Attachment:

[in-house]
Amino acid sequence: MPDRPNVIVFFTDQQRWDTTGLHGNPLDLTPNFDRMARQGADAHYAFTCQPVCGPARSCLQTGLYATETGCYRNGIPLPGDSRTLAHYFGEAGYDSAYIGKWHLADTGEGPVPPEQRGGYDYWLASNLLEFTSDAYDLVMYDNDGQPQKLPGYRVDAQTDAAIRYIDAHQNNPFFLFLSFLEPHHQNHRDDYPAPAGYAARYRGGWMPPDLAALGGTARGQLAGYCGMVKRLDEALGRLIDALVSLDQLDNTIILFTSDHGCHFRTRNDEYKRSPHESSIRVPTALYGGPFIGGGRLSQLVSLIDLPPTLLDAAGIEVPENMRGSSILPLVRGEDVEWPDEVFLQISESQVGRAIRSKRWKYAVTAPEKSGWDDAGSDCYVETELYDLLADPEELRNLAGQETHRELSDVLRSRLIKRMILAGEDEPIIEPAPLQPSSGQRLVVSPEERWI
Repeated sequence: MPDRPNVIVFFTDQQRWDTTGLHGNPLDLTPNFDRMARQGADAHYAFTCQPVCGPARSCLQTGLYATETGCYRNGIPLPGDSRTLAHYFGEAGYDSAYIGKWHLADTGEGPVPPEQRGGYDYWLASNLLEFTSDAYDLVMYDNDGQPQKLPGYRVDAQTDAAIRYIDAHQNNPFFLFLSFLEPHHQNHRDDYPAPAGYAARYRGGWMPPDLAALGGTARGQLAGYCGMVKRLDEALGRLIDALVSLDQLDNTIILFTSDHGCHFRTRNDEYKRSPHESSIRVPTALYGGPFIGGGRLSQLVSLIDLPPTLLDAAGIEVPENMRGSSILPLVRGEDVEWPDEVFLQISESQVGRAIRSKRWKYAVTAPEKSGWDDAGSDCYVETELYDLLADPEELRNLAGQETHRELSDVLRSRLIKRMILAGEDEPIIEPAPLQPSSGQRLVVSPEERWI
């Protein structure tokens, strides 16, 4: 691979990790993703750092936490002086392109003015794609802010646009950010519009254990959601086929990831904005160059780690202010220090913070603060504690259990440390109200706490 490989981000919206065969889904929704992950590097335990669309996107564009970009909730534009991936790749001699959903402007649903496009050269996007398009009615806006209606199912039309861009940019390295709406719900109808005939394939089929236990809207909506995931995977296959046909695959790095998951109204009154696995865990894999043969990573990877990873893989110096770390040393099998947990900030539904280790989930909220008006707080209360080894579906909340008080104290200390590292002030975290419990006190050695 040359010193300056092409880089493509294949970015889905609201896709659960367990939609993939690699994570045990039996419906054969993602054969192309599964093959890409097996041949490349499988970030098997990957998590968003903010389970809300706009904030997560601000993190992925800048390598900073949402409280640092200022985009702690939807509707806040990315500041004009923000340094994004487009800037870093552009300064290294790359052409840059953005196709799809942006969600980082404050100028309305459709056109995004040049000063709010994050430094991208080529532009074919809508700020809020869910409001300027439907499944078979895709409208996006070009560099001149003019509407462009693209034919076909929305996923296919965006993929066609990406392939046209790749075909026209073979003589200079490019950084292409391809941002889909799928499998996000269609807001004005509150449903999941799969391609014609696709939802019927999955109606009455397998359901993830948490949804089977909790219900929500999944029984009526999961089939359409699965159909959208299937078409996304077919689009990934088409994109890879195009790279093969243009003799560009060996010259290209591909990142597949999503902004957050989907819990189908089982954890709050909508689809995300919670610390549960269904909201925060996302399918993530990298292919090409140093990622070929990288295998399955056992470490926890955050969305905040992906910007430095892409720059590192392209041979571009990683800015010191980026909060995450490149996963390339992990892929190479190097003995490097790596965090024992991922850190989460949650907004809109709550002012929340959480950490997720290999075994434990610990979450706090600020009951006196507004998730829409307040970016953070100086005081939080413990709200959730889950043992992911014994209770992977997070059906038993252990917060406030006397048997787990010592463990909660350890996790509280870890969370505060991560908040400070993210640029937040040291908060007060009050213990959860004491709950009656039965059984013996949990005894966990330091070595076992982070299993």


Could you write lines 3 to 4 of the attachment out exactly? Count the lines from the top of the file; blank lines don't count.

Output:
Repeated sequence: MPDRPNVIVFFTDQQRWDTTGLHGNPLDLTPNFDRMARQGADAHYAFTCQPVCGPARSCLQTGLYATETGCYRNGIPLPGDSRTLAHYFGEAGYDSAYIGKWHLADTGEGPVPPEQRGGYDYWLASNLLEFTSDAYDLVMYDNDGQPQKLPGYRVDAQTDAAIRYIDAHQNNPFFLFLSFLEPHHQNHRDDYPAPAGYAARYRGGWMPPDLAALGGTARGQLAGYCGMVKRLDEALGRLIDALVSLDQLDNTIILFTSDHGCHFRTRNDEYKRSPHESSIRVPTALYGGPFIGGGRLSQLVSLIDLPPTLLDAAGIEVPENMRGSSILPLVRGEDVEWPDEVFLQISESQVGRAIRSKRWKYAVTAPEKSGWDDAGSDCYVETELYDLLADPEELRNLAGQETHRELSDVLRSRLIKRMILAGEDEPIIEPAPLQPSSGQRLVVSPEERWI
């Protein structure tokens, strides 16, 4: 691979990790993703750092936490002086392109003015794609802010646009950010519009254990959601086929990831904005160059780690202010220090913070603060504690259990440390109200706490 490989981000919206065969889904929704992950590097335990669309996107564009970009909730534009991936790749001699959903402007649903496009050269996007398009009615806006209606199912039309861009940019390295709406719900109808005939394939089929236990809207909506995931995977296959046909695959790095998951109204009154696995865990894999043969990573990877990873893989110096770390040393099998947990900030539904280790989930909220008006707080209360080894579906909340008080104290200390590292002030975290419990006190050695 040359010193300056092409880089493509294949970015889905609201896709659960367990939609993939690699994570045990039996419906054969993602054969192309599964093959890409097996041949490349499988970030098997990957998590968003903010389970809300706009904030997560601000993190992925800048390598900073949402409280640092200022985009702690939807509707806040990315500041004009923000340094994004487009800037870093552009300064290294790359052409840059953005196709799809942006969600980082404050100028309305459709056109995004040049000063709010994050430094991208080529532009074919809508700020809020869910409001300027439907499944078979895709409208996006070009560099001149003019509407462009693209034919076909929305996923296919965006993929066609990406392939046209790749075909026209073979003589200079490019950084292409391809941002889909799928499998996000269609807001004005509150449903999941799969391609014609696709939802019927999955109606009455397998359901993830948490949804089977909790219900929500999944029984009526999961089939359409699965159909959208299937078409996304077919689009990934088409994109890879195009790279093969243009003799560009060996010259290209591909990142597949999503902004957050989907819990189908089982954890709050909508689809995300919670610390549960269904909201925060996302399918993530990298292919090409140093990622070929990288295998399955056992470490926890955050969305905040992906910007430095892409720059590192392209041979571009990683800015010191980026909060995450490149996963390339992990892929190479190097003995490097790596965090024992991922850190989460949650907004809109709550002012929340959480950490997720290999075994434990610990979450706090600020009951006196507004998730829409307040970016953070100086005081939080413990709200959730889950043992992911014994209770992977997070059906038993252990917060406030006397048997787990010592463990909660350890996790509280870890969370505060991560908040400070993210640029937040040291908060007060009050213990959860004491709950009656039965059984013996949990005894966990330091070595076992982070299993």